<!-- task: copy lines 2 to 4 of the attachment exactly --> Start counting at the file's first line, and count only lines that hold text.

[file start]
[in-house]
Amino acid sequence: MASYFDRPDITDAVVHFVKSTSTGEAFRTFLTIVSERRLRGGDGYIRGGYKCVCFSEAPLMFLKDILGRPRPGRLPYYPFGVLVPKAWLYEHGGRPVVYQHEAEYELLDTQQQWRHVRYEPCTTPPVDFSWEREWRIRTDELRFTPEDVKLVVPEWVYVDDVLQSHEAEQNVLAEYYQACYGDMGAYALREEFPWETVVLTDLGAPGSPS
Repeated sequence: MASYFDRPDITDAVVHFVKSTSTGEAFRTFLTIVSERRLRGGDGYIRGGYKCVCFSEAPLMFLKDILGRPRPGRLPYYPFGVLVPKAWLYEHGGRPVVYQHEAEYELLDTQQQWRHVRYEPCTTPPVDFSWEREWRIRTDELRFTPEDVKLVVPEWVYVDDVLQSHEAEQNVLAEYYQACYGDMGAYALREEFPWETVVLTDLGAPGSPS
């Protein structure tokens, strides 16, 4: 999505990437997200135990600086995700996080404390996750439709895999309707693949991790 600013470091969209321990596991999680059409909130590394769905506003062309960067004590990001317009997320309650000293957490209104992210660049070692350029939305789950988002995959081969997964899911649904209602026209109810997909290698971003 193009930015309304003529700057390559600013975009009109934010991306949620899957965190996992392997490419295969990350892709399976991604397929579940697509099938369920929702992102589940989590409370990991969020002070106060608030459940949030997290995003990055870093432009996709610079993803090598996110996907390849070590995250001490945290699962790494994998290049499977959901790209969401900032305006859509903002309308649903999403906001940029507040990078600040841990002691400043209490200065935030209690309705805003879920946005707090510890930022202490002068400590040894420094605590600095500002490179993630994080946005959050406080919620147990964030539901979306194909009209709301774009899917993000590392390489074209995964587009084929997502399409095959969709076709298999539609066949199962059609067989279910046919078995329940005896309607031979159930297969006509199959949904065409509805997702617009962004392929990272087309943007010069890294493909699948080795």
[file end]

Amino acid sequence: MASYFDRPDITDAVVHFVKSTSTGEAFRTFLTIVSERRLRGGDGYIRGGYKCVCFSEAPLMFLKDILGRPRPGRLPYYPFGVLVPKAWLYEHGGRPVVYQHEAEYELLDTQQQWRHVRYEPCTTPPVDFSWEREWRIRTDELRFTPEDVKLVVPEWVYVDDVLQSHEAEQNVLAEYYQACYGDMGAYALREEFPWETVVLTDLGAPGSPS
Repeated sequence: MASYFDRPDITDAVVHFVKSTSTGEAFRTFLTIVSERRLRGGDGYIRGGYKCVCFSEAPLMFLKDILGRPRPGRLPYYPFGVLVPKAWLYEHGGRPVVYQHEAEYELLDTQQQWRHVRYEPCTTPPVDFSWEREWRIRTDELRFTPEDVKLVVPEWVYVDDVLQSHEAEQNVLAEYYQACYGDMGAYALREEFPWETVVLTDLGAPGSPS
């Protein structure tokens, strides 16, 4: 999505990437997200135990600086995700996080404390996750439709895999309707693949991790 600013470091969209321990596991999680059409909130590394769905506003062309960067004590990001317009997320309650000293957490209104992210660049070692350029939305789950988002995959081969997964899911649904209602026209109810997909290698971003 193009930015309304003529700057390559600013975009009109934010991306949620899957965190996992392997490419295969990350892709399976991604397929579940697509099938369920929702992102589940989590409370990991969020002070106060608030459940949030997290995003990055870093432009996709610079993803090598996110996907390849070590995250001490945290699962790494994998290049499977959901790209969401900032305006859509903002309308649903999403906001940029507040990078600040841990002691400043209490200065935030209690309705805003879920946005707090510890930022202490002068400590040894420094605590600095500002490179993630994080946005959050406080919620147990964030539901979306194909009209709301774009899917993000590392390489074209995964587009084929997502399409095959969709076709298999539609066949199962059609067989279910046919078995329940005896309607031979159930297969006509199959949904065409509805997702617009962004392929990272087309943007010069890294493909699948080795």